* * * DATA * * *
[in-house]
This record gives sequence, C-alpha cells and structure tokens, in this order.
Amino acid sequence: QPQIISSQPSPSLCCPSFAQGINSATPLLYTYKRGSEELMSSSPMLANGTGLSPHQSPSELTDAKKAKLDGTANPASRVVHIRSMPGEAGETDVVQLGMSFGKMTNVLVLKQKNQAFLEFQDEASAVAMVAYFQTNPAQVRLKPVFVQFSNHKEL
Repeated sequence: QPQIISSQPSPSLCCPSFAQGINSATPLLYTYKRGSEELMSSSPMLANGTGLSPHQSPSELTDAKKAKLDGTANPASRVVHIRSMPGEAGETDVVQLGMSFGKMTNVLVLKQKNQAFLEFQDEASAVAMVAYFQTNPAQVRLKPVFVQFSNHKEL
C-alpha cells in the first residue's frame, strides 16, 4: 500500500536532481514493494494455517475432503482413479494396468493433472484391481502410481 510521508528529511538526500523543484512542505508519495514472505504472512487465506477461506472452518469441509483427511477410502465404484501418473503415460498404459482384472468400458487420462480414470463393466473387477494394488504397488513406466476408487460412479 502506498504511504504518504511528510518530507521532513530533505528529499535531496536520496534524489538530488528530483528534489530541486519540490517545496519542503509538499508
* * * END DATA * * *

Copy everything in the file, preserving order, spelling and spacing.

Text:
[in-house]
This record gives sequence, C-alpha cells and structure tokens, in this order.
Amino acid sequence: QPQIISSQPSPSLCCPSFAQGINSATPLLYTYKRGSEELMSSSPMLANGTGLSPHQSPSELTDAKKAKLDGTANPASRVVHIRSMPGEAGETDVVQLGMSFGKMTNVLVLKQKNQAFLEFQDEASAVAMVAYFQTNPAQVRLKPVFVQFSNHKEL
Repeated sequence: QPQIISSQPSPSLCCPSFAQGINSATPLLYTYKRGSEELMSSSPMLANGTGLSPHQSPSELTDAKKAKLDGTANPASRVVHIRSMPGEAGETDVVQLGMSFGKMTNVLVLKQKNQAFLEFQDEASAVAMVAYFQTNPAQVRLKPVFVQFSNHKEL
C-alpha cells in the first residue's frame, strides 16, 4: 500500500536532481514493494494455517475432503482413479494396468493433472484391481502410481 510521508528529511538526500523543484512542505508519495514472505504472512487465506477461506472452518469441509483427511477410502465404484501418473503415460498404459482384472468400458487420462480414470463393466473387477494394488504397488513406466476408487460412479 502506498504511504504518504511528510518530507521532513530533505528529499535531496536520496534524489538530488528530483528534489530541486519540490517545496519542503509538499508